Herdsmen have struck again along the Benue-Ebonyi boundary, leaving death, grief and gore in their wake. They had, throughout the previous two weeks, similarly left devastation around the Sankera axis of Benue State.
These attacks are symbolic: they underscore an ominous and symbolic determination on the part of the herdsmen, and the larger interests they represent, not to abandon a strategic edge in the unfolding struggle for the control of the nation’s soul. The attacks signal an obvious resistance against the ban by the Governors of the Southern states on the open grazing of cattle, an idea that Southern Nigeria borrowed from Benue State’s Governor Ortom. Ortom was the very first Governor to appreciate the subtle but strategic subplot of the open grazing power play.
What is playing out is simply not herdism for cow’s sake. Anybody with a tactical bent can sense the enormous strategic peril armed and itinerant herdsmen embody in a changing world: a hardiness acquired over a thousand years of grazing cattle in the wild over vast distances has equipped the herdsman with the uncommon ability to live off the land, and to survive in the wild, undetected, for years. No other group but the Fulani herdsman has acquired this overwhelming strategic edge. If ever there was a vision to overrun a nation and impose a strange doctrine, herdsmen under arms confer that vision an unassailable lethality.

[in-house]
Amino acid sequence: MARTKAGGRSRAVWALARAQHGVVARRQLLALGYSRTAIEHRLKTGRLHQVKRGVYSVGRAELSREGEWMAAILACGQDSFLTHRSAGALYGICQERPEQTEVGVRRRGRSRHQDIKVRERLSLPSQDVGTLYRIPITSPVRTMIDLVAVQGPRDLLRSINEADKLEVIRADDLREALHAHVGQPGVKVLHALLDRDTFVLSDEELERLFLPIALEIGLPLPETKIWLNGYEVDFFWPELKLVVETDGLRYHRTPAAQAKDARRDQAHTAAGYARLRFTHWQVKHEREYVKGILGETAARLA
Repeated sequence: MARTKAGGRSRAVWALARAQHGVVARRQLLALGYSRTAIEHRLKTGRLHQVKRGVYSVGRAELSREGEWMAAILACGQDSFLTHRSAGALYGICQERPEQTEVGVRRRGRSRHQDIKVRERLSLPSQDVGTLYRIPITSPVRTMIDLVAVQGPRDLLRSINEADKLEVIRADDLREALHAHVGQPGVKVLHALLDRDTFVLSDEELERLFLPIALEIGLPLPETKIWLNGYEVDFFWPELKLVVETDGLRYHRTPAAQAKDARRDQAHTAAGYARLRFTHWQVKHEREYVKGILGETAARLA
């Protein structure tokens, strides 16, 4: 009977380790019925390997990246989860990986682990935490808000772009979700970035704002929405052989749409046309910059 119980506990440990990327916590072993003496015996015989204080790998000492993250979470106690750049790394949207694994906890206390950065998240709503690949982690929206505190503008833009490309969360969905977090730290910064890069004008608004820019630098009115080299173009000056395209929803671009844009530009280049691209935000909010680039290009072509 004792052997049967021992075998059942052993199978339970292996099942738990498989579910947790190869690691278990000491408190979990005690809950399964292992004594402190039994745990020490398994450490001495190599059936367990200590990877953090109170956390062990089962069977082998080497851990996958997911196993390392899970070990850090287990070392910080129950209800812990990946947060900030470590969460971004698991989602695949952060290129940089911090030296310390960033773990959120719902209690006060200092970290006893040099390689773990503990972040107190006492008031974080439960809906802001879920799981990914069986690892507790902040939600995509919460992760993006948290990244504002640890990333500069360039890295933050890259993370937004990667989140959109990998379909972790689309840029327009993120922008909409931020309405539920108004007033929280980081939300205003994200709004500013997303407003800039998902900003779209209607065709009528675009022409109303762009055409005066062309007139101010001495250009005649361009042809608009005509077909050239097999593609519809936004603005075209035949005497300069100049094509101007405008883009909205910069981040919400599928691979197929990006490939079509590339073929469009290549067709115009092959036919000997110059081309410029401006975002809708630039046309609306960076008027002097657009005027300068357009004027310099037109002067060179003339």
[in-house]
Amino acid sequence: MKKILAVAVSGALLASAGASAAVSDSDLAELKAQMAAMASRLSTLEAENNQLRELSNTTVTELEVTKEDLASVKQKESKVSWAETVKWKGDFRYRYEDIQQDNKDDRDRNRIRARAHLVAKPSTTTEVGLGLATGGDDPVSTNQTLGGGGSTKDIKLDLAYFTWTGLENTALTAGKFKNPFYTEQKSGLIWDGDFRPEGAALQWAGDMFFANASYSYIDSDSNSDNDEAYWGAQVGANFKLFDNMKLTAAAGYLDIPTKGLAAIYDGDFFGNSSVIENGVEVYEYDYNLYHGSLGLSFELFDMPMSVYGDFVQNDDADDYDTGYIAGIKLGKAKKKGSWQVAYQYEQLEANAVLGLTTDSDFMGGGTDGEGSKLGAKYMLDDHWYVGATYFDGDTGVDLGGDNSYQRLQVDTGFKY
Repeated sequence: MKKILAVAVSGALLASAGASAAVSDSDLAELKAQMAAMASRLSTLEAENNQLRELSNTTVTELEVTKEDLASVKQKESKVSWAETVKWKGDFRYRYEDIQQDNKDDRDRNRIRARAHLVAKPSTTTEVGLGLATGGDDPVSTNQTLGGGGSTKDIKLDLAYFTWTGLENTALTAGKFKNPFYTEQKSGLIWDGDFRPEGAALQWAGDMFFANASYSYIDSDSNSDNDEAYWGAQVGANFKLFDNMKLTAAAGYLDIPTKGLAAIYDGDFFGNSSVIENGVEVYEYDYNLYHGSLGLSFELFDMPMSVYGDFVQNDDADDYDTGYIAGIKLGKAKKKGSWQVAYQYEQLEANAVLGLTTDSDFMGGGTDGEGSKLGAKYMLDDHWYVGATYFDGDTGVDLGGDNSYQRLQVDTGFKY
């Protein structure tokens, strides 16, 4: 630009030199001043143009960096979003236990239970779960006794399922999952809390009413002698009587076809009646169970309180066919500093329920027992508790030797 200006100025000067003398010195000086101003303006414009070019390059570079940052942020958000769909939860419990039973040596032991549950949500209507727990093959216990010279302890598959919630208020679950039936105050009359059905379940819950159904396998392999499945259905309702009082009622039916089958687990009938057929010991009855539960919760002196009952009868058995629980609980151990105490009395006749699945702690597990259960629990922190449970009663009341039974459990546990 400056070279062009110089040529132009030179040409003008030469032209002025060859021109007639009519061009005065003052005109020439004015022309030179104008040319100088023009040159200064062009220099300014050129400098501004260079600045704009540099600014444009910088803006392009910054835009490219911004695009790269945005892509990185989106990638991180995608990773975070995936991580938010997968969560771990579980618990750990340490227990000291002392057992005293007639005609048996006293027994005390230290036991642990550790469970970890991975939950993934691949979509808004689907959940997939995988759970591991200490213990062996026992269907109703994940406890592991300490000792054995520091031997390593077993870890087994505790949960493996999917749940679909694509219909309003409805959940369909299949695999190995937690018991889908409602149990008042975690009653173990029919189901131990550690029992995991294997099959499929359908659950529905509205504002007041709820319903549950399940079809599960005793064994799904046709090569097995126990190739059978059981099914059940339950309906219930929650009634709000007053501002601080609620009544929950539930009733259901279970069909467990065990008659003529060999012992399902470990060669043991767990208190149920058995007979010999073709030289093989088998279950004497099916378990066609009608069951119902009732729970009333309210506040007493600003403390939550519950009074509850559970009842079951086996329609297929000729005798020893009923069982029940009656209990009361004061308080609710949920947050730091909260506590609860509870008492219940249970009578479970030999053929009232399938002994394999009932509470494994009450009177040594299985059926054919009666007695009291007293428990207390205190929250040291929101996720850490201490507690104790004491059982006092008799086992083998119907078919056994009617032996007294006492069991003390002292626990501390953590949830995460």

When therefore a ban on open grazing is imposed – and opposed – what those who oppose it might be rueing is the potential loss of a devastating tactical edge, and not necessarily the loss of a means of livelihood by herdsmen, or any violation of a chimeric freedom of movement, which no animal possesses in the first place, being a constitutional right that inheres only in man. There is no other reasonable way of appreciating Garba Shehu’s trucculent support for open grazing, or Malami’s disfiguring interpretation of the Fundamental Rights provisions of the 1999 Constitution!
It took the Southern Governors quite a while before appreciating this strategic imperative. Incidents such as the latest mass slaughter by Fulani herdsmen in Benue and Ebonyi communities only underscore the grave threats herdsmen under arms pose, and the need to restore essential equivalence by insisting on the strict enforcement of the ban on open grazing.
Kenneth Ikonne is a Senior Advocate of Nigeria